The fellowships allow for bursary funding for a period of up to four years (or earlier depending on completion of degree programme). These fellowships form part of the university’s initiative to reactivate its archival holdings that include the UWC-Robben Island Museum-Mayibuye Archives and other specialised research and art collections on campus. Candidates are invited to submit proposals for doctoral thesis research that should address one or more specific collection, theme or organizational entity that forms part of the UWC archives. Proposals may be located either within a specific discipline or within interdisciplinary studies.

The new archival turn proposed here is one that invites engagement with histories, media, performances and curating in a transforming South Africa and subcontinent that may unsettle traditional definitions of the archive. While the content of the archive offers rich opportunities for research, “it is rarely a simple matter of revealing secrets waiting to be found” (Arondekar 2009). The Mayibuye collections for example have emerged as a preeminent centre of historical interpretation of the anti-apartheid struggle, and yet there is a need to acknowledge components that remain marginal, less intelligible, or which undermine dominant national narratives. Proposals are invited that explore questions of how subjects are made visible in archives of liberation, and how this might shed light on their structuring, limits, and potential. The archival responsibility underpinning this initiative at UWC is to foster new research directions that transcend the notion of simple archival retrieval and promote a “radically different script of historical continuation” (Arondekar) that opens both lost and new futures.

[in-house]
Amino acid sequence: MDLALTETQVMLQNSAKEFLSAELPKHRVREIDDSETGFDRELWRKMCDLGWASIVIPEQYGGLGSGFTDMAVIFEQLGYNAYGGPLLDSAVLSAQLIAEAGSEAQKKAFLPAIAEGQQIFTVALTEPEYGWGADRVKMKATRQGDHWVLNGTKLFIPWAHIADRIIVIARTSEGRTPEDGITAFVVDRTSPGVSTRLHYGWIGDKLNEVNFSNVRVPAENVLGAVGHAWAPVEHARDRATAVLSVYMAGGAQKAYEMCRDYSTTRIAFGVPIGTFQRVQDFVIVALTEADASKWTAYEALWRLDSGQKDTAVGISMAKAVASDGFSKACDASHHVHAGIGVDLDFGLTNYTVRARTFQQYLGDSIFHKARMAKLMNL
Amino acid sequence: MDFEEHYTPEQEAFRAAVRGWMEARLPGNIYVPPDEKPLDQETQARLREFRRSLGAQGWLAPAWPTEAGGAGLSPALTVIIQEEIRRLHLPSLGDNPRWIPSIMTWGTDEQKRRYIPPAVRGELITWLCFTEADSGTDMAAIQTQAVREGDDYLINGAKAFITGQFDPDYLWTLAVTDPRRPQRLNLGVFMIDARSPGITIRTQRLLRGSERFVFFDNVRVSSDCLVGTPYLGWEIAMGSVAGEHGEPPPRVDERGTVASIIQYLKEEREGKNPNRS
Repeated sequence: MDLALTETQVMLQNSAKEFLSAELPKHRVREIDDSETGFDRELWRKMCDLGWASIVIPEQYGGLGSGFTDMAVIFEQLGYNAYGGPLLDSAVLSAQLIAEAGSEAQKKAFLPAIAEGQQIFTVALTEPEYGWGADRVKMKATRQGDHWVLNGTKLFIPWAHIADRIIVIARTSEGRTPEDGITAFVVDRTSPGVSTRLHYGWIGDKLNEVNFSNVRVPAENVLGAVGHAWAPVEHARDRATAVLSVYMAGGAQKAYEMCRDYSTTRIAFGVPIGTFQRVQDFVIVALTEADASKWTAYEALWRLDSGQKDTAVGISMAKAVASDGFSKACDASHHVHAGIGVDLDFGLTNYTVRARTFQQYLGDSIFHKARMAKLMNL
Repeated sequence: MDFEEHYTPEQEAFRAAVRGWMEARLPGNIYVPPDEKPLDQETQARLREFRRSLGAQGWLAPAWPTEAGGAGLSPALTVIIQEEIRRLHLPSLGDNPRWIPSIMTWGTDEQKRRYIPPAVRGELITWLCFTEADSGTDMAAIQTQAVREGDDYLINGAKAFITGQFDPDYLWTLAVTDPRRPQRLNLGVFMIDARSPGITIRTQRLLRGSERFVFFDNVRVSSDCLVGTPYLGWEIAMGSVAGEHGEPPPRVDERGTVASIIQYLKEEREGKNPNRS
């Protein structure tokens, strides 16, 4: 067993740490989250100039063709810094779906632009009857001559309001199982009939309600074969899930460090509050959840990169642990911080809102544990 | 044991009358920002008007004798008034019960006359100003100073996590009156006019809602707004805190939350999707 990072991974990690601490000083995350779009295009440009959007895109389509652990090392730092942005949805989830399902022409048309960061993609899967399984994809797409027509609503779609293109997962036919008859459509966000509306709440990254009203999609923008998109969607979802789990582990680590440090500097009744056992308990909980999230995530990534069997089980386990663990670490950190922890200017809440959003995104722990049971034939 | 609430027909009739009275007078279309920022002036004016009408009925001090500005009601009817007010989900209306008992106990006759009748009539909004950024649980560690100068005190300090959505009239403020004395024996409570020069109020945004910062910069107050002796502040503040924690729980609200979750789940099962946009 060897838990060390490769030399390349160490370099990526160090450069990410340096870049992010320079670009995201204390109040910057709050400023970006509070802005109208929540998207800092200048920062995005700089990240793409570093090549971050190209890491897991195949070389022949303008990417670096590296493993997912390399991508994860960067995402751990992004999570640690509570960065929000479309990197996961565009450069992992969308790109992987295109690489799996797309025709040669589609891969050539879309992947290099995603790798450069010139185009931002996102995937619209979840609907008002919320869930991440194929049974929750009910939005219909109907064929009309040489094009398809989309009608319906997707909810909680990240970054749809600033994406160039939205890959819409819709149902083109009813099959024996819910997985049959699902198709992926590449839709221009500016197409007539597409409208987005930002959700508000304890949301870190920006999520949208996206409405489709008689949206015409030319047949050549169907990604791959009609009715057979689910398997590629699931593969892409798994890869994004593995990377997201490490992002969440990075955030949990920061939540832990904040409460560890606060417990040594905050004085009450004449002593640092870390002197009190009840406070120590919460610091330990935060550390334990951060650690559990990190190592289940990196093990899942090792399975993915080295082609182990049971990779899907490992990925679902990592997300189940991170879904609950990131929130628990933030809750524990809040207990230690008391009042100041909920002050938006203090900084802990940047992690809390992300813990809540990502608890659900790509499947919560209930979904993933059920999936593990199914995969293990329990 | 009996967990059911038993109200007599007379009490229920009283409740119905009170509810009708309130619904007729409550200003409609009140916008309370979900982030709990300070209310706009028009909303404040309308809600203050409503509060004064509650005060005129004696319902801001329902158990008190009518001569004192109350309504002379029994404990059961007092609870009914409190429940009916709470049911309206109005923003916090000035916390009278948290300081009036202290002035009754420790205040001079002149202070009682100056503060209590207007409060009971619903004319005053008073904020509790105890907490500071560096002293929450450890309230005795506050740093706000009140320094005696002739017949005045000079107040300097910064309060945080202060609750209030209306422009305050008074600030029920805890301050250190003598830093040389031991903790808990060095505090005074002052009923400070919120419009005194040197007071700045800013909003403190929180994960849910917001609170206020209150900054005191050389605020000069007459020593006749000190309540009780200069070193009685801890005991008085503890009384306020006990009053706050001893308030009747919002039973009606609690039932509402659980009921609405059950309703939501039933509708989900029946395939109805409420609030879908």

More here.

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